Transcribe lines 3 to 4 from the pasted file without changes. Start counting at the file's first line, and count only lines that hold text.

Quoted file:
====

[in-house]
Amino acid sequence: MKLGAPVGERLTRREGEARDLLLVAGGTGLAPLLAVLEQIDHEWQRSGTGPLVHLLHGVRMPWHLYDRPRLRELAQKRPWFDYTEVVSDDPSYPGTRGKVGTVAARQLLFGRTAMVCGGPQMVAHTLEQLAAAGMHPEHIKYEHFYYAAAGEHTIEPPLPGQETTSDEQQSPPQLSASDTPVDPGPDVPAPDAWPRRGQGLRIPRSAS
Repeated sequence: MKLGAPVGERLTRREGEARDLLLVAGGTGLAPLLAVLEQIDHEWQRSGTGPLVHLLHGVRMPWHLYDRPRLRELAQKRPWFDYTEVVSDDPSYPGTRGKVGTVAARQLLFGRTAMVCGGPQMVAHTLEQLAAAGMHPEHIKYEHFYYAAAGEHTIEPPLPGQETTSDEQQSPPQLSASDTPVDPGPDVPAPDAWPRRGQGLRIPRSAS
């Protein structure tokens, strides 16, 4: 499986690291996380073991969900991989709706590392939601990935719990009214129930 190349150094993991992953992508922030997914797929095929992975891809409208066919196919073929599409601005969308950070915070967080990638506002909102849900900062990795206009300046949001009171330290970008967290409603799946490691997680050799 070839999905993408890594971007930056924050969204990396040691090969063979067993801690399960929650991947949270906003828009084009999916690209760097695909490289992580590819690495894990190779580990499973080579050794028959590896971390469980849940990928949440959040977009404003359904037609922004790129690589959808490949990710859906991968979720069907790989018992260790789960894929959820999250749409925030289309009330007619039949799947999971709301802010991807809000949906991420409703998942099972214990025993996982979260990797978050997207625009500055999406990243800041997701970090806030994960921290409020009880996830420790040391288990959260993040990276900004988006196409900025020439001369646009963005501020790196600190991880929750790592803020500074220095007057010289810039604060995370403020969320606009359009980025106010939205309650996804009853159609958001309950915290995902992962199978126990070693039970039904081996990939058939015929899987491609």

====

Repeated sequence: MKLGAPVGERLTRREGEARDLLLVAGGTGLAPLLAVLEQIDHEWQRSGTGPLVHLLHGVRMPWHLYDRPRLRELAQKRPWFDYTEVVSDDPSYPGTRGKVGTVAARQLLFGRTAMVCGGPQMVAHTLEQLAAAGMHPEHIKYEHFYYAAAGEHTIEPPLPGQETTSDEQQSPPQLSASDTPVDPGPDVPAPDAWPRRGQGLRIPRSAS
């Protein structure tokens, strides 16, 4: 499986690291996380073991969900991989709706590392939601990935719990009214129930 190349150094993991992953992508922030997914797929095929992975891809409208066919196919073929599409601005969308950070915070967080990638506002909102849900900062990795206009300046949001009171330290970008967290409603799946490691997680050799 070839999905993408890594971007930056924050969204990396040691090969063979067993801690399960929650991947949270906003828009084009999916690209760097695909490289992580590819690495894990190779580990499973080579050794028959590896971390469980849940990928949440959040977009404003359904037609922004790129690589959808490949990710859906991968979720069907790989018992260790789960894929959820999250749409925030289309009330007619039949799947999971709301802010991807809000949906991420409703998942099972214990025993996982979260990797978050997207625009500055999406990243800041997701970090806030994960921290409020009880996830420790040391288990959260993040990276900004988006196409900025020439001369646009963005501020790196600190991880929750790592803020500074220095007057010289810039604060995370403020969320606009359009980025106010939205309650996804009853159609958001309950915290995902992962199978126990070693039970039904081996990939058939015929899987491609």